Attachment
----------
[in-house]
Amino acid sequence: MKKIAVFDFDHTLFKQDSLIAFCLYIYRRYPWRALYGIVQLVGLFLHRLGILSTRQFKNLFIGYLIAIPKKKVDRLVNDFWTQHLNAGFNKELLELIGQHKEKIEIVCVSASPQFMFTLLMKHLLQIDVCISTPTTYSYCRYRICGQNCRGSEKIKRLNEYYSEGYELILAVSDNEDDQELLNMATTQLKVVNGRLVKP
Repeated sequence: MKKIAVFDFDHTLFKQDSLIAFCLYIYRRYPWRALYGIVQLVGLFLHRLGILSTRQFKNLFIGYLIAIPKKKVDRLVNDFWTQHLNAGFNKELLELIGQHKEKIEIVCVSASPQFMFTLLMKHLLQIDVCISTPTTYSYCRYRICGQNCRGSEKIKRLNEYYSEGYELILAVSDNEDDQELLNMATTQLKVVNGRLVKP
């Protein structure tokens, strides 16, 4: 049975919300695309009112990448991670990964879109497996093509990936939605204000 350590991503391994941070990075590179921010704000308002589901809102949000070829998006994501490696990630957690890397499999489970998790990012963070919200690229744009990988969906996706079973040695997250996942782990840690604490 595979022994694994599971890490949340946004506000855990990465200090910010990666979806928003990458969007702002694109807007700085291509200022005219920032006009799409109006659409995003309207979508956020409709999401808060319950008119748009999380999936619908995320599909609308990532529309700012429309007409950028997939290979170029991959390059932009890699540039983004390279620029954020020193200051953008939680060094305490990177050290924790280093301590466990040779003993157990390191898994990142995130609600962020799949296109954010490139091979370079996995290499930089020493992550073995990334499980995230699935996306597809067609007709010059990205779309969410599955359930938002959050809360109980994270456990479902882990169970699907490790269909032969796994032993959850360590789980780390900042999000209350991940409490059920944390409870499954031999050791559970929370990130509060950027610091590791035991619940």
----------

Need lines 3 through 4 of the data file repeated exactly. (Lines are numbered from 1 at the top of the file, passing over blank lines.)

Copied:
Repeated sequence: MKKIAVFDFDHTLFKQDSLIAFCLYIYRRYPWRALYGIVQLVGLFLHRLGILSTRQFKNLFIGYLIAIPKKKVDRLVNDFWTQHLNAGFNKELLELIGQHKEKIEIVCVSASPQFMFTLLMKHLLQIDVCISTPTTYSYCRYRICGQNCRGSEKIKRLNEYYSEGYELILAVSDNEDDQELLNMATTQLKVVNGRLVKP
């Protein structure tokens, strides 16, 4: 049975919300695309009112990448991670990964879109497996093509990936939605204000 350590991503391994941070990075590179921010704000308002589901809102949000070829998006994501490696990630957690890397499999489970998790990012963070919200690229744009990988969906996706079973040695997250996942782990840690604490 595979022994694994599971890490949340946004506000855990990465200090910010990666979806928003990458969007702002694109807007700085291509200022005219920032006009799409109006659409995003309207979508956020409709999401808060319950008119748009999380999936619908995320599909609308990532529309700012429309007409950028997939290979170029991959390059932009890699540039983004390279620029954020020193200051953008939680060094305490990177050290924790280093301590466990040779003993157990390191898994990142995130609600962020799949296109954010490139091979370079996995290499930089020493992550073995990334499980995230699935996306597809067609007709010059990205779309969410599955359930938002959050809360109980994270456990479902882990169970699907490790269909032969796994032993959850360590789980780390900042999000209350991940409490059920944390409870499954031999050791559970929370990130509060950027610091590791035991619940």